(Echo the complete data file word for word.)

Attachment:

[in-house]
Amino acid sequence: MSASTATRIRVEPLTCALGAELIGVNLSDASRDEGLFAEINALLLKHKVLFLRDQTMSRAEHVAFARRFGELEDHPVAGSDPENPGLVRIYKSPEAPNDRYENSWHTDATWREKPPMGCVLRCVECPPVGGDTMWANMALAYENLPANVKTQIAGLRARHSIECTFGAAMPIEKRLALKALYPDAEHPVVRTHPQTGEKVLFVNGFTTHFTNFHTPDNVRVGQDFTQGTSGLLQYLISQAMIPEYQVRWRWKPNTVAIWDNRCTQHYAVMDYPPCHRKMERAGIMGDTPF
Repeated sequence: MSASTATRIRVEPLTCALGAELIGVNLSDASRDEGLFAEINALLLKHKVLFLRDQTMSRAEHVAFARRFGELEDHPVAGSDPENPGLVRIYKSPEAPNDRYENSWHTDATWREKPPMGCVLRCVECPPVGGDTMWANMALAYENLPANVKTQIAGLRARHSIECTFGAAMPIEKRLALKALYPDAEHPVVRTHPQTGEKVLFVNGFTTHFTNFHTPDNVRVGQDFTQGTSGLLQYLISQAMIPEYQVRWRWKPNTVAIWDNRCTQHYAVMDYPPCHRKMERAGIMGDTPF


[in-house]
Amino acid sequence: MSASTATRIRVEPLTCALGAELIGVNLSDASRDEGLFAEINALLLKHKVLFLRDQTMSRAEHVAFARRFGELEDHPVAGSDPENPGLVRIYKSPEAPNDRYENSWHTDATWREKPPMGCVLRCVECPPVGGDTMWANMALAYENLPANVKTQIAGLRARHSIECTFGAAMPIEKRLALKALYPDAEHPVVRTHPQTGEKVLFVNGFTTHFTNFHTPDNVRVGQDFTQGTSGLLQYLISQAMIPEYQVRWRWKPNTVAIWDNRCTQHYAVMDYPPCHRKMERAGIMGDTPF
Repeated sequence: MSASTATRIRVEPLTCALGAELIGVNLSDASRDEGLFAEINALLLKHKVLFLRDQTMSRAEHVAFARRFGELEDHPVAGSDPENPGLVRIYKSPEAPNDRYENSWHTDATWREKPPMGCVLRCVECPPVGGDTMWANMALAYENLPANVKTQIAGLRARHSIECTFGAAMPIEKRLALKALYPDAEHPVVRTHPQTGEKVLFVNGFTTHFTNFHTPDNVRVGQDFTQGTSGLLQYLISQAMIPEYQVRWRWKPNTVAIWDNRCTQHYAVMDYPPCHRKMERAGIMGDTPF